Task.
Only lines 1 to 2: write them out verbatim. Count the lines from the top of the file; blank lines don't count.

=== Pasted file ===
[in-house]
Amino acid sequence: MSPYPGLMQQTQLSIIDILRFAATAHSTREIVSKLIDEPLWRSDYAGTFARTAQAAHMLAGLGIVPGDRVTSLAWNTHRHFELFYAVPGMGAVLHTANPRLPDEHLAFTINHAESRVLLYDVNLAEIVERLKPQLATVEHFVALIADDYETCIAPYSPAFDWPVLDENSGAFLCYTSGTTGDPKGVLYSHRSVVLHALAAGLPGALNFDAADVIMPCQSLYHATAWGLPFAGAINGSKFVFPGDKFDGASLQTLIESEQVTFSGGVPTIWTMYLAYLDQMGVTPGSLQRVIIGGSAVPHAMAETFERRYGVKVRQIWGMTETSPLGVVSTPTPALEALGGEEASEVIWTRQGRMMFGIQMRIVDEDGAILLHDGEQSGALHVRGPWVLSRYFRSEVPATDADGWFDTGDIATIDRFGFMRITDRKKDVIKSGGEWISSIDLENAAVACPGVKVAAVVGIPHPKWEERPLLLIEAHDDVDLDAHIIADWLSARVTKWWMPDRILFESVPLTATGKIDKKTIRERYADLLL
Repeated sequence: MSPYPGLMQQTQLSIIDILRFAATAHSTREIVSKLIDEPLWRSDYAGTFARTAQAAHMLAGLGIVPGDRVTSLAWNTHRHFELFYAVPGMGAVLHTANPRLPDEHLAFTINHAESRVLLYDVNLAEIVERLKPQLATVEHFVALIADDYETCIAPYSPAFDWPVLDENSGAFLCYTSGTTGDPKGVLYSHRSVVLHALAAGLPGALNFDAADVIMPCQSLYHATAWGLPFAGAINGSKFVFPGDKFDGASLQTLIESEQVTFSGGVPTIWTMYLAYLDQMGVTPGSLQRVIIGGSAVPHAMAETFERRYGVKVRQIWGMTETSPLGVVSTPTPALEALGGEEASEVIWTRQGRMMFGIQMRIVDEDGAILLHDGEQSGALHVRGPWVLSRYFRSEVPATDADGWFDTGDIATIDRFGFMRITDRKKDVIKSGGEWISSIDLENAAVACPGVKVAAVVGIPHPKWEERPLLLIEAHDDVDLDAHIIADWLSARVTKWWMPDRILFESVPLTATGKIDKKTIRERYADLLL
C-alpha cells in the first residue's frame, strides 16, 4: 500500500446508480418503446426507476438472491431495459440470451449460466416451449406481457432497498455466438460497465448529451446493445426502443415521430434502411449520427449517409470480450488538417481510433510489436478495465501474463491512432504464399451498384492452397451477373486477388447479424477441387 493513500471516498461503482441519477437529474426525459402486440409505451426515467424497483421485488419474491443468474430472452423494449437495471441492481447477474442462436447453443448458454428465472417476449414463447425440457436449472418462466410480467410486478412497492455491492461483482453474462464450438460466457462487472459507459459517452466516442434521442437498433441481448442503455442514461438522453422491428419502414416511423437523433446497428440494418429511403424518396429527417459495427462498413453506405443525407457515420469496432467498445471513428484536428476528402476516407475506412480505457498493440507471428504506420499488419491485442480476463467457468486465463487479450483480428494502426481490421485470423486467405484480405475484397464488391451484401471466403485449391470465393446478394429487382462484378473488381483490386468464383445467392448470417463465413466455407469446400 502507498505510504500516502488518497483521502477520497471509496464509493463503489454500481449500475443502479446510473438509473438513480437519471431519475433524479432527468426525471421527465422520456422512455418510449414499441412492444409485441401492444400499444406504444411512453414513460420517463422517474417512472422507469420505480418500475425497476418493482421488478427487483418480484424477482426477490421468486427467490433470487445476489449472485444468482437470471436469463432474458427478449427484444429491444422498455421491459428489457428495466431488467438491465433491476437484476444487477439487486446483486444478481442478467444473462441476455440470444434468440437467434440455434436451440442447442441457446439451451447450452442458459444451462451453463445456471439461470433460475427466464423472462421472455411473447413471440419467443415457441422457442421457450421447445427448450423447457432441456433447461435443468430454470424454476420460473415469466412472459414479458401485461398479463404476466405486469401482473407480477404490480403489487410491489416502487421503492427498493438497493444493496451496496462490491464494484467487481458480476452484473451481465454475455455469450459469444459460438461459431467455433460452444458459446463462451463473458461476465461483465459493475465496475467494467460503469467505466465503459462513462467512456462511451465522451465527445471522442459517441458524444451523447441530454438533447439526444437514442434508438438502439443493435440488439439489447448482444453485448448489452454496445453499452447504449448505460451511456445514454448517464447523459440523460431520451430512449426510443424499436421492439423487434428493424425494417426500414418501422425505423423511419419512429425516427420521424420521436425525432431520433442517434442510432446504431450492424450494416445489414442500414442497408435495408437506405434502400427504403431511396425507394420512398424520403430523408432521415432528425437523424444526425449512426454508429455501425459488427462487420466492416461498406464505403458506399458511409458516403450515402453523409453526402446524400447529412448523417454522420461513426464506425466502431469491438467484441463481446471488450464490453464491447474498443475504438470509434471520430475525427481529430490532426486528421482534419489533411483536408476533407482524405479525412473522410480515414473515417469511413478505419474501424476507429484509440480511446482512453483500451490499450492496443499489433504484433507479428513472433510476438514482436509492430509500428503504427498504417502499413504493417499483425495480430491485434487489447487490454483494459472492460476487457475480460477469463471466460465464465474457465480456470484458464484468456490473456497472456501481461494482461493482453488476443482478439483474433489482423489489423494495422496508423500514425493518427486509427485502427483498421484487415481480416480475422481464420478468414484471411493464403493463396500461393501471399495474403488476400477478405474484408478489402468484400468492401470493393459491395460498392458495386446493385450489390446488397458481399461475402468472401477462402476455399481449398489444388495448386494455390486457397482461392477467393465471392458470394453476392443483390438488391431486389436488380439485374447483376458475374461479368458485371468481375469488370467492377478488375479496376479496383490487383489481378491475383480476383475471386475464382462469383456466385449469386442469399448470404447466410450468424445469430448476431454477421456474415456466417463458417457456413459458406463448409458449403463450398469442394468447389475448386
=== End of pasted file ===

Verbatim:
[in-house]
Amino acid sequence: MSPYPGLMQQTQLSIIDILRFAATAHSTREIVSKLIDEPLWRSDYAGTFARTAQAAHMLAGLGIVPGDRVTSLAWNTHRHFELFYAVPGMGAVLHTANPRLPDEHLAFTINHAESRVLLYDVNLAEIVERLKPQLATVEHFVALIADDYETCIAPYSPAFDWPVLDENSGAFLCYTSGTTGDPKGVLYSHRSVVLHALAAGLPGALNFDAADVIMPCQSLYHATAWGLPFAGAINGSKFVFPGDKFDGASLQTLIESEQVTFSGGVPTIWTMYLAYLDQMGVTPGSLQRVIIGGSAVPHAMAETFERRYGVKVRQIWGMTETSPLGVVSTPTPALEALGGEEASEVIWTRQGRMMFGIQMRIVDEDGAILLHDGEQSGALHVRGPWVLSRYFRSEVPATDADGWFDTGDIATIDRFGFMRITDRKKDVIKSGGEWISSIDLENAAVACPGVKVAAVVGIPHPKWEERPLLLIEAHDDVDLDAHIIADWLSARVTKWWMPDRILFESVPLTATGKIDKKTIRERYADLLL